during the period 1775 - 1777.
4. Mark E. Lender and J. Kirby Martin, eds., Citizen Soldier: The Revolutionary War Journal of
Joseph Bloomfield (Newark, N.J.: 1982), 127. Papers of the Continental Congress 1774-1789
(Library of Congress Microfilm Collection) [Washington, D.C., 1978], Board of War, August
23, 1777, Reel 157, page 328.
5. Fil2patrick, ibid, Volume 10, December 22, 1777, General Orders, page 192. Valley Forge
Orderly Book of General George Weedon of the Continental Army under Command of Genl.
George Washington. in the Campaign of 1777-8, [New York, 1971] January 17, 1778, General
Orders, page 194; January 18, 1778, General Orders, page 197.
6. von Steuben, Baron Friedrich Wilhelm, Regulations For The Order And Discipline Of The
Troops of The United States ... [1794 edition, reprinted New York, 1985] page 5; von Zemensky,
Edith, ed., The Papers of General Friedrich Wilhelm von Steuben Im-1794, Guide and Index to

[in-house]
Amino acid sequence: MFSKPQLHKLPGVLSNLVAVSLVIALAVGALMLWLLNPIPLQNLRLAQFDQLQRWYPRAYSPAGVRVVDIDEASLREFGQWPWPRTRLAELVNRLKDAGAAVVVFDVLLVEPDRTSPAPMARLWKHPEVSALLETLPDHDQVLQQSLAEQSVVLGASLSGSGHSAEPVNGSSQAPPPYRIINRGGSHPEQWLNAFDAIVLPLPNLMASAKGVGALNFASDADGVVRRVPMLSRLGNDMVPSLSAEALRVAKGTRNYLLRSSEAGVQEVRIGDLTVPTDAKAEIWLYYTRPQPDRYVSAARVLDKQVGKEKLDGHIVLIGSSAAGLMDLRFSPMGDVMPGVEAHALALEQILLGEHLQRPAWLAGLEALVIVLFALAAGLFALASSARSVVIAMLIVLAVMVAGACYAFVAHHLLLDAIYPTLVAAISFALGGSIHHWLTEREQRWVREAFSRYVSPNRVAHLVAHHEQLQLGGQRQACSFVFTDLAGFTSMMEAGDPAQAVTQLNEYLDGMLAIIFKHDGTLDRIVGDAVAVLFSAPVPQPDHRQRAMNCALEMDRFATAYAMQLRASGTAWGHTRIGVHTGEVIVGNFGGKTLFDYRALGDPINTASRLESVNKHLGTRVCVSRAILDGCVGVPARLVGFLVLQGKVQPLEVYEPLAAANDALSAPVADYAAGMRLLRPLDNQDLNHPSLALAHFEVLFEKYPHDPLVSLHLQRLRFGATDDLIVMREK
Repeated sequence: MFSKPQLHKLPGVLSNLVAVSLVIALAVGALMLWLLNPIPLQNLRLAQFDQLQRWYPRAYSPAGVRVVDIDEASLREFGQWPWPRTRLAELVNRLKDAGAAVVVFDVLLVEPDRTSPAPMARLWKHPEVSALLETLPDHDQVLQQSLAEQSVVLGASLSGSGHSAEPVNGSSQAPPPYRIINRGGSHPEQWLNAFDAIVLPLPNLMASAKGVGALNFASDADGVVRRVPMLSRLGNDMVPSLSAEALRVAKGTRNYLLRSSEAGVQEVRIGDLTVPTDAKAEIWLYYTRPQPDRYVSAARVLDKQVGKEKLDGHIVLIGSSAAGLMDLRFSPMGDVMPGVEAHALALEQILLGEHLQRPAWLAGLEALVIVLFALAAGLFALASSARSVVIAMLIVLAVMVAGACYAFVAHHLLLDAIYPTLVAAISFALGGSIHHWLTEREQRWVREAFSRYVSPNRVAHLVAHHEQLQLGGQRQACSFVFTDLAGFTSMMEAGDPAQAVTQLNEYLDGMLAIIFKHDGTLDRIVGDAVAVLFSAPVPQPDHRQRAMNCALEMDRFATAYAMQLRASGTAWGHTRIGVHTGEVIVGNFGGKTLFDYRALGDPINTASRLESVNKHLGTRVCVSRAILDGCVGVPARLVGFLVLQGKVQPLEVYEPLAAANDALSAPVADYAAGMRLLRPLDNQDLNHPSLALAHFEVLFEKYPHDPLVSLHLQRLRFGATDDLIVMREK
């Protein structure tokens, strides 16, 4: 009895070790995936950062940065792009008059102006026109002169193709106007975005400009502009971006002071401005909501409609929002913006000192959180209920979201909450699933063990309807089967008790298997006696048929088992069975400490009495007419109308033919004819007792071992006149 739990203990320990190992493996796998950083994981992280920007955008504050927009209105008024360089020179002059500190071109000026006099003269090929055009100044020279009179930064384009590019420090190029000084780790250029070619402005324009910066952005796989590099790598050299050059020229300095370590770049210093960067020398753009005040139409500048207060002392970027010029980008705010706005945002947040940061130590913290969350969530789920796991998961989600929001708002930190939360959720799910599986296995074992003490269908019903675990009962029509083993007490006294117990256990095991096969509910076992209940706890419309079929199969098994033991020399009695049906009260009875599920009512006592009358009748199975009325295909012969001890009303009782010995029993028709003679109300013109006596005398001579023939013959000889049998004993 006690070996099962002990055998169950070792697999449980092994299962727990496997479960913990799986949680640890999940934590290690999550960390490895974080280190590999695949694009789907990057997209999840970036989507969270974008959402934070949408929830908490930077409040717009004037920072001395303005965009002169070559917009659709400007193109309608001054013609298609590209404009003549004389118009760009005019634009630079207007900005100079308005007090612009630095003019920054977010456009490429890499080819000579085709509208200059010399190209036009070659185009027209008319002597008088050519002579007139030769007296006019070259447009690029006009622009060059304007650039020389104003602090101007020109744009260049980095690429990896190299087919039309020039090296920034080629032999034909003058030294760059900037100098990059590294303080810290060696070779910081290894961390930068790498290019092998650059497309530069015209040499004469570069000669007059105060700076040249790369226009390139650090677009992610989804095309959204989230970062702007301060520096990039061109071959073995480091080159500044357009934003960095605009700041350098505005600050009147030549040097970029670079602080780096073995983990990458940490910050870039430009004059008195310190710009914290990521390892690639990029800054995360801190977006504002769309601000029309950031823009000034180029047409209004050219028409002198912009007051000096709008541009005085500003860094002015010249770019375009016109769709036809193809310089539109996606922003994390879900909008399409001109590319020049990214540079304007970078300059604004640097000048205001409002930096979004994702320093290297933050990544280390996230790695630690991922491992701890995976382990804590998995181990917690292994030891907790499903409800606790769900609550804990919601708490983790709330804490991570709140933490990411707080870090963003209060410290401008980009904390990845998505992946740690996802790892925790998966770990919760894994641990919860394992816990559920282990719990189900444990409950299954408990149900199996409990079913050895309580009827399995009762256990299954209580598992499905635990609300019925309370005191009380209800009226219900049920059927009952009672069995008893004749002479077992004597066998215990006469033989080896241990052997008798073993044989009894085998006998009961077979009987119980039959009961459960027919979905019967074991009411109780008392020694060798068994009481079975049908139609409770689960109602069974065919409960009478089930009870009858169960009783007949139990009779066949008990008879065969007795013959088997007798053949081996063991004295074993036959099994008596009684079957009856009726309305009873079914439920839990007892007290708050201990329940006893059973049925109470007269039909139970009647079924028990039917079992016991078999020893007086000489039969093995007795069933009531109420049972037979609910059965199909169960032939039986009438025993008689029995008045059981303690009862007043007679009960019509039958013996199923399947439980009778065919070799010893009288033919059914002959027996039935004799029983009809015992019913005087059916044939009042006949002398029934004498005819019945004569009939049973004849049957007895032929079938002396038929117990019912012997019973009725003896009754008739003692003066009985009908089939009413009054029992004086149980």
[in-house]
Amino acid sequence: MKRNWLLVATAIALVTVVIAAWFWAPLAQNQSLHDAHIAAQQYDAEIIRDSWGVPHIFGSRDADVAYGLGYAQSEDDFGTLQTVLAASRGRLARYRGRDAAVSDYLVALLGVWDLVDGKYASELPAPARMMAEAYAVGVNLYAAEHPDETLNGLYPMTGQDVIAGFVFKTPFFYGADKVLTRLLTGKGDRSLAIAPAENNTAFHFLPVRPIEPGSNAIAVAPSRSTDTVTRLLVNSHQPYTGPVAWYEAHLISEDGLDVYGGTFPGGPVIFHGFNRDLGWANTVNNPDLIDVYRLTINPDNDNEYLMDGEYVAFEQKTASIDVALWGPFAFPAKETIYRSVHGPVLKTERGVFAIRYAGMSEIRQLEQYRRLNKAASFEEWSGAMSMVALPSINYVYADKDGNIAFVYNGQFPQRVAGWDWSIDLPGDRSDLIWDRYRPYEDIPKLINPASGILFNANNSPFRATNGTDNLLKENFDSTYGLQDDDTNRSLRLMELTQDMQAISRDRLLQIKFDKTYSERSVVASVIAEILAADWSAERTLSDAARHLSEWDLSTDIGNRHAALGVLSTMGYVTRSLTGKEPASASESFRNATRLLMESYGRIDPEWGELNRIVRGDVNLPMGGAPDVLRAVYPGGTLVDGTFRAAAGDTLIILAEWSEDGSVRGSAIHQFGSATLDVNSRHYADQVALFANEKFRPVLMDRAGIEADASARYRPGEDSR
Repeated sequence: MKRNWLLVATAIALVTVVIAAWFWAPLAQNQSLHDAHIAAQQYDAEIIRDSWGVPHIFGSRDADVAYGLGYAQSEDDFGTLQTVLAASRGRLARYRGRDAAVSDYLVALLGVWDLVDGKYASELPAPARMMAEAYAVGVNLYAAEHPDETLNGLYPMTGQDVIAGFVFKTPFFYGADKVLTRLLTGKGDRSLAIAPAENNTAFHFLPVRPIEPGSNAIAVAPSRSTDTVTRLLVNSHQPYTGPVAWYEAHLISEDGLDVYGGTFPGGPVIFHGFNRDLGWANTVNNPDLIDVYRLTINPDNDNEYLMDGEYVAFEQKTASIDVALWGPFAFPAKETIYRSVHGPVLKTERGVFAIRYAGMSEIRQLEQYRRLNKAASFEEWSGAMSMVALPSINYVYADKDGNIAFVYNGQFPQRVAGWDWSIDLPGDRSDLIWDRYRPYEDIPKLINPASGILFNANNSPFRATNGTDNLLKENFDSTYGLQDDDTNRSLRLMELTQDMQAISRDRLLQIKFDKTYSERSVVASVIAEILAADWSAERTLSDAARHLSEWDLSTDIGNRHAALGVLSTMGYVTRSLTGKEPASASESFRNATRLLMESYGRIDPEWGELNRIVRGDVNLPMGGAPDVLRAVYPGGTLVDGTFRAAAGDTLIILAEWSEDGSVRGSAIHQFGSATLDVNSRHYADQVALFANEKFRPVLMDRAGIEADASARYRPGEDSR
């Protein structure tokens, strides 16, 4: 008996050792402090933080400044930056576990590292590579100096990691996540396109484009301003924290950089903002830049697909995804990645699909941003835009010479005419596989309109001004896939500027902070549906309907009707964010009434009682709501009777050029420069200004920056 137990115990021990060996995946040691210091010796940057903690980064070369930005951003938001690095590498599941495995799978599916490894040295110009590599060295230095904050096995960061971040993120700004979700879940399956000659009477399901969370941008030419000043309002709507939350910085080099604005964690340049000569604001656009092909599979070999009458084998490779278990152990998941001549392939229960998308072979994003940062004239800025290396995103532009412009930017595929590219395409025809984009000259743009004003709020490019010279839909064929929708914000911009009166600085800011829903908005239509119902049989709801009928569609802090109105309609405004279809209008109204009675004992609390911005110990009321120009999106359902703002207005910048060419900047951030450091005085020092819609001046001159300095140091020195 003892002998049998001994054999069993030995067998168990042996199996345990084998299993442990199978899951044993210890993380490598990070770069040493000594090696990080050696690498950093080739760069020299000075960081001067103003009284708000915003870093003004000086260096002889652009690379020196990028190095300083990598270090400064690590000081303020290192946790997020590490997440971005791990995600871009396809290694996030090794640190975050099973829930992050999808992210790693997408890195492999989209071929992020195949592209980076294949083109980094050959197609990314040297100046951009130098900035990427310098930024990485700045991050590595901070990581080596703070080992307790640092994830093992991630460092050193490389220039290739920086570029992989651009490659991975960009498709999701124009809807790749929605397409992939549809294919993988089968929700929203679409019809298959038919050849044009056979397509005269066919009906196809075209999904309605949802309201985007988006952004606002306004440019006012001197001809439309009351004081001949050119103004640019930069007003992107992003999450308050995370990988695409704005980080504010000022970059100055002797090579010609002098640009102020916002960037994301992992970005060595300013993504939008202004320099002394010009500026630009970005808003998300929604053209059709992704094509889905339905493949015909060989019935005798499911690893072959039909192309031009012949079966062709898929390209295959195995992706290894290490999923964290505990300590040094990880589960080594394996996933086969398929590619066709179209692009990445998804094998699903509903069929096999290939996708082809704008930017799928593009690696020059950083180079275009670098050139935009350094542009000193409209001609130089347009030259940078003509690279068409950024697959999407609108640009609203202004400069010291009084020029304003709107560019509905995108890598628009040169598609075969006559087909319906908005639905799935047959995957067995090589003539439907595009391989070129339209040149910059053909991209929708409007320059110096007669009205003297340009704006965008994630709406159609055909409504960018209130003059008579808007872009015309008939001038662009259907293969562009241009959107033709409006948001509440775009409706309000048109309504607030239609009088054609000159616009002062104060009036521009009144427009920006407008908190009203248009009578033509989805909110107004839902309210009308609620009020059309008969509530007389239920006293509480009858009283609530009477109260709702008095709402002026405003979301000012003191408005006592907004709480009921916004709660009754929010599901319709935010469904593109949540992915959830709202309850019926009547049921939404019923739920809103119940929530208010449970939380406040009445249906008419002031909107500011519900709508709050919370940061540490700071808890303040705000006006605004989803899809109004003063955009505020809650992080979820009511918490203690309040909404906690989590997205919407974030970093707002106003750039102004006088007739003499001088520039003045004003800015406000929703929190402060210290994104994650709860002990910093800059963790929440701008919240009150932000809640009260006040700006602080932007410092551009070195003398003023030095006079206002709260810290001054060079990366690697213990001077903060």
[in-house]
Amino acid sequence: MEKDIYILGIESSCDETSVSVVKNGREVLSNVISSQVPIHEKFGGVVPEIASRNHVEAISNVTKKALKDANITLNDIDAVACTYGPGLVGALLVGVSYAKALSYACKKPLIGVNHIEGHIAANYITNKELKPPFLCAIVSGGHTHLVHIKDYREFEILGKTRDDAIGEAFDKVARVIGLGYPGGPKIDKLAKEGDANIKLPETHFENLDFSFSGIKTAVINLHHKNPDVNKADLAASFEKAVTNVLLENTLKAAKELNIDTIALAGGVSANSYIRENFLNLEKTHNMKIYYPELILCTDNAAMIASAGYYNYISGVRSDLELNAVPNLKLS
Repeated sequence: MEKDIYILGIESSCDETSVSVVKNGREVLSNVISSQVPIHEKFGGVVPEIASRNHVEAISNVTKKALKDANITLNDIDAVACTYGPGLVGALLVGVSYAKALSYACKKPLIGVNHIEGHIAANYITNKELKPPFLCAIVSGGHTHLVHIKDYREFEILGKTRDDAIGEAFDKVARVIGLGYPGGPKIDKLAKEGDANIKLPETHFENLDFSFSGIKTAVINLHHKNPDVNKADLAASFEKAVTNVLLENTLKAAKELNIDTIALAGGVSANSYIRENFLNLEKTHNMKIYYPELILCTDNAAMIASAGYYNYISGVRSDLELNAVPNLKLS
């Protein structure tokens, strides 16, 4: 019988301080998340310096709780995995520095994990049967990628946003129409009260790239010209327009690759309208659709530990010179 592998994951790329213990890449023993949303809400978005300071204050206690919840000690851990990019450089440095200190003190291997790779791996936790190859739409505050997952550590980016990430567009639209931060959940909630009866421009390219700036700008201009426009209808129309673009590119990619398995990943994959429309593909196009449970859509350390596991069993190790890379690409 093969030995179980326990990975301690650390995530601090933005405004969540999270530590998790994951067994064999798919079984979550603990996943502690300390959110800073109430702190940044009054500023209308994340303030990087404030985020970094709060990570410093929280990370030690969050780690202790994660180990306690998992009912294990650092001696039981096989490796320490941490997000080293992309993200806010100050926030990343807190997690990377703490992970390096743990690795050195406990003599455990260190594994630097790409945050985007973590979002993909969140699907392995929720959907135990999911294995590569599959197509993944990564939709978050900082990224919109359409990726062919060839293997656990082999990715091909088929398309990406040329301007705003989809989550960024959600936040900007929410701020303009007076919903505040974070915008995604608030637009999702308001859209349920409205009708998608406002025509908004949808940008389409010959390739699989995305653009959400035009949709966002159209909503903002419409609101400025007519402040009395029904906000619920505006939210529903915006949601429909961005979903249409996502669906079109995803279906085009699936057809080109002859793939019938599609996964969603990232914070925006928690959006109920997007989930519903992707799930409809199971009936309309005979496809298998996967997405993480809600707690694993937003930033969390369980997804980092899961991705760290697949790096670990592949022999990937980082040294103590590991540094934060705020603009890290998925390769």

the Microfilm Edition [New York, 1984] Reel I, page 299. Peterson, Harold L., The Book of the
Continental Soldier, [Harrisburg, 1968] page 100.
7. Fitzpatrick, op cit, Volume 15, May 23, 1779, Washington to John Sullivan, page 134;
Volume 15, May 27, 1779, Washington to the Board of War, page 160.
8. Fil2patrick, op cit, Volume 16, October 12, 1779, General Orders; Josiah Harmar Papers,
William L. Clements Library, University of Michigan, Lieutenant Colonel Josiah Harmar's
Journal No.1, November 11, 1778 to September 2, 1780, entry of March 13, 1780, pages 90-91.
Wright, John Womack, Some Notes on the Continental Army, [Vails Gate, 1975] page 50.
Wright, Robert K., Jr., The Continental Army, [Washington, 1983] page 439.

General Bibliography
Peterson, Harold L., The Book of the Continental Soldier, [Harrisburg,
1968] page 98 to 100, officers spontoons.
Neumann, George C, and Kravic, Franlc J., Collector's Illustrated Encyclopedia of the American
Revolution, [Harrisburg, 1975]; page 127, fusils; page 248, spontoons.
Guthman, William, editor, Guns and Other Arms, [New York, 1979] pages 62-63, French
officers shoulder arms (French fusils).